May 16, 2008
Bill Moyers interviews Berkeley Law professors Christopher Edley, Jr. and Maria Echaveste he's for Obama and she's for Clinton. They met working in the Clinton administration and now, having been married for nine years, Edley and Echaveste are both advising their respective candidates. The couple have also written together in an article entitled "Color, Values, America" about what needs to happen for the nation to get the most out of this election season:
The next president should recognize that leading the nation on issues of race and rights is not only the way to reach hearts and civic souls but is also a necessary strategy to bridge the differences that could produce consensus on bold progress. The campaign apparatchiks and their cousins in the punditry are wrong. This is not the third rail. This is the way forward.
Maria Echaveste Maria Echaveste is a lecturer in residence at Boalt Hall at the University of California, Berkeley. From 1998 to 2001, she served as assistant to the president and deputy chief of staff to President Bill Clinton. In this capacity, Echaveste managed domestic policy initiatives that focused on education, civil rights, immigration and bankruptcy reform. She also developed communications, legislative and public outreach strategies. In another area, she coordinated relief efforts within the White House for foreign and domestic disasters, and specialized in international issues related to Latin America. She was previously the administrator of the labor department's Wage and Hour Division from 1993 to 1997.
Following graduation from Boalt, Echaveste specialized in corporate litigation at the former Los Angeles firm Wyman Bautzer and at Rosenman & Colin in New York. After leaving the White House, she founded the Nueva Vista Group, a consulting firm based in Washington, D.C., that works with nonprofit organizations, associations and corporations on such issues as immigration, health care, telecommunications, labor and finances.
Christopher Edley, Jr. Christopher Edley, Jr. joined Boalt Hall at the University of California, Berkeley as dean and professor of law in 2004, after 23 years as a professor at Harvard Law School. He earned a law degree and a master's degree in public policy from Harvard University, where he served as an editor and officer of the HARVARD LAW REVIEW.
Edley's academic work is primarily in the areas of civil rights and administrative law. He has also taught federalism, budget policy, Defense Department procurement law, national security law, and environmental law. Edley was co-founder of the Harvard Civil Rights Project, a renowned multidisciplinary research and policy think tank focused on issues of racial justice. His publications include NOT ALL BLACK AND WHITE: AFFIRMATIVE ACTION, RACE AND AMERICAN VALUES and ADMINISTRATIVE LAW: RETHINKING JUDICIAL CONTROL OF BUREAUCRACY.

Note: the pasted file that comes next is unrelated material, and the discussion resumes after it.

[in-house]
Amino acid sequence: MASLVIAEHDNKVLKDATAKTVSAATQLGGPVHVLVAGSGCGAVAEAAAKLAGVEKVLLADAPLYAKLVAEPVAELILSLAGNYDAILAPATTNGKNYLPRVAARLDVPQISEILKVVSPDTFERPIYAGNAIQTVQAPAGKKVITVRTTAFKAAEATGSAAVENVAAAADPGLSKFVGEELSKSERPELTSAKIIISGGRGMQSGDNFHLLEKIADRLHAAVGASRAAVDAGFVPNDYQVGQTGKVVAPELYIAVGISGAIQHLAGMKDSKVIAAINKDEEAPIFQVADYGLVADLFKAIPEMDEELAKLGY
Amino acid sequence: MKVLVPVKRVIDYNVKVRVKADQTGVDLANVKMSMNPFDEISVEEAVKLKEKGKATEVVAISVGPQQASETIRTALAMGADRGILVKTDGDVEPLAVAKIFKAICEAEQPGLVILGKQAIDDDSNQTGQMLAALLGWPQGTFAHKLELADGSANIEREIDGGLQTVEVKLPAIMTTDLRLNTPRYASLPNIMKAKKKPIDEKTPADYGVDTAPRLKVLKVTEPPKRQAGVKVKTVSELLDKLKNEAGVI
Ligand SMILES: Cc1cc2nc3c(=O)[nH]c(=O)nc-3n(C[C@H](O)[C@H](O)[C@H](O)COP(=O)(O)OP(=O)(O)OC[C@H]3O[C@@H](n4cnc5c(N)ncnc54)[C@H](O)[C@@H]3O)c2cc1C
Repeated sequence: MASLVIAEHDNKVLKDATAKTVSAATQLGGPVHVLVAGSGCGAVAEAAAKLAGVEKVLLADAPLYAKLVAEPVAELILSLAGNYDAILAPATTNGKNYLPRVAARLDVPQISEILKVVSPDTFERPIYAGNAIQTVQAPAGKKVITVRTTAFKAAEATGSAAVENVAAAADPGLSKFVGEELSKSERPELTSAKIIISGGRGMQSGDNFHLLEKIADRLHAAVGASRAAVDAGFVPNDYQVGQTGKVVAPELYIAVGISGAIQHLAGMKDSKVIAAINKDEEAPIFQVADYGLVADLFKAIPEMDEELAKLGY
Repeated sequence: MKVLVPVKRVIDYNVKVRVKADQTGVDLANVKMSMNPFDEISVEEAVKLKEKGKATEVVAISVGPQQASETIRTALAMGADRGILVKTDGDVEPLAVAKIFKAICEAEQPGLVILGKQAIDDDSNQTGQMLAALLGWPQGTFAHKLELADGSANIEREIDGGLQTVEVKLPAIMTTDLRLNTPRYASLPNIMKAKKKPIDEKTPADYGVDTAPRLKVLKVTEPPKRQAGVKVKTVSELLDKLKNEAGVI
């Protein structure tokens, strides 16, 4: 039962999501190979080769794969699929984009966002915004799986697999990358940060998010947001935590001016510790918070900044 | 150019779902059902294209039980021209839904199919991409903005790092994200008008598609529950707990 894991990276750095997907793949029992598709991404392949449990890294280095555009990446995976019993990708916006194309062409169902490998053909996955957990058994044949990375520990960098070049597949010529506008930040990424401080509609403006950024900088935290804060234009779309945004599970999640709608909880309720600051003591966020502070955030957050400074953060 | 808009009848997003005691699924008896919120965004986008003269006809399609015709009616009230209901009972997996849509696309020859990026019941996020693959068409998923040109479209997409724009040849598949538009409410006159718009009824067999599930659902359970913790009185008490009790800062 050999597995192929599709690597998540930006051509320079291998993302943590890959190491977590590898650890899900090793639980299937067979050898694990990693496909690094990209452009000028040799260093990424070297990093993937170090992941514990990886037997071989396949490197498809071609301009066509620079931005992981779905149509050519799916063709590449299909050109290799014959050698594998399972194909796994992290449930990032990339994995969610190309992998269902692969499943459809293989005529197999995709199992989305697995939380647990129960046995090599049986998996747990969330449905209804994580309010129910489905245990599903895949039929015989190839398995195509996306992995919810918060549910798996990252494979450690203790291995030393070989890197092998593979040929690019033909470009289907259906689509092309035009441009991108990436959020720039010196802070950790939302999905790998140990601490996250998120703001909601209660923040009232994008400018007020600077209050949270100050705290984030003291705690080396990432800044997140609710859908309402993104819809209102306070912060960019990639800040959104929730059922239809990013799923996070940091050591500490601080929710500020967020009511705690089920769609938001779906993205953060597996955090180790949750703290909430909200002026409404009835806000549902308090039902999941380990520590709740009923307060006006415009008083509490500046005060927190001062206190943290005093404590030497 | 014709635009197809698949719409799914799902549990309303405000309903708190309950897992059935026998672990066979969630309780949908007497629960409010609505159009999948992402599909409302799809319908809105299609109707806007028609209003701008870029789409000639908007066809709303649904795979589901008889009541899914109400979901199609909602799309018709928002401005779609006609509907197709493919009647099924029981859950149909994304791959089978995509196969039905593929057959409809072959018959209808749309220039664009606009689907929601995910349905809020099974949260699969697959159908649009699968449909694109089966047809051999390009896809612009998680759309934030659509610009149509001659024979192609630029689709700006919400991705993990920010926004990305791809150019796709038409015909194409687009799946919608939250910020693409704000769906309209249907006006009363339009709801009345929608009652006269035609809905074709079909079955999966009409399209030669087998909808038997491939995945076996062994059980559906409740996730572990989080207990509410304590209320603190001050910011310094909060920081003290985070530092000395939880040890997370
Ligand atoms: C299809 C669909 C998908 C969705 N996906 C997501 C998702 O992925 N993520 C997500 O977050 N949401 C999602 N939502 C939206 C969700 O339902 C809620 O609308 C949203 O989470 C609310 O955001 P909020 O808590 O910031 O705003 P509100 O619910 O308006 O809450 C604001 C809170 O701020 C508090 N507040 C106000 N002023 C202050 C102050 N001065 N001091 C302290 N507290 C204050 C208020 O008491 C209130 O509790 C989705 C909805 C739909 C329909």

Following graduation, Edley joined President Carter's administration as assistant director of the White House domestic policy staff, where his responsibilities included welfare reform, food stamps, child welfare, disability issues, and social security. He served as national issues director throughout the 1987-88 Dukakis presidential campaign, and then as a senior adviser on economic policy for President Bill Clinton's transition team in 1992. In the Clinton administration, he worked as associate director for economics and government at the White House Office of Management and Budget from 1993 to 1995. There, he oversaw a staff of 70 civil servants responsible for White House oversight of budget, legislative and management issues in five cabinet departments (Justice, Treasury, Transportation, Housing & Urban Development, Commerce) and a diverse group of over 40 autonomous agencies, including: FEMA, FCC, General Services Administration, SBA, SEC, CFTC, EEOC, the bank regulatory agencies, and the District of Columbia. In 1995 he was also special counsel to the President, directing the White House review of affirmative action. He later served the Clinton White House in 1997 as a consultant to the President's advisory board on the race initiative.
From 1999-2005, Edley served as a congressional appointee on the bipartisan U.S. Commission on Civil Rights. In 2001, he was a member of the Carter-Ford National Commission on Federal Election Reform. In March 2006, Dean Edley was named to a national nonpartisan commission created to conduct an independent review of the No Child Left Behind (NCLB) Act.
Published May 16, 2008.
Guest photo by Robin Holland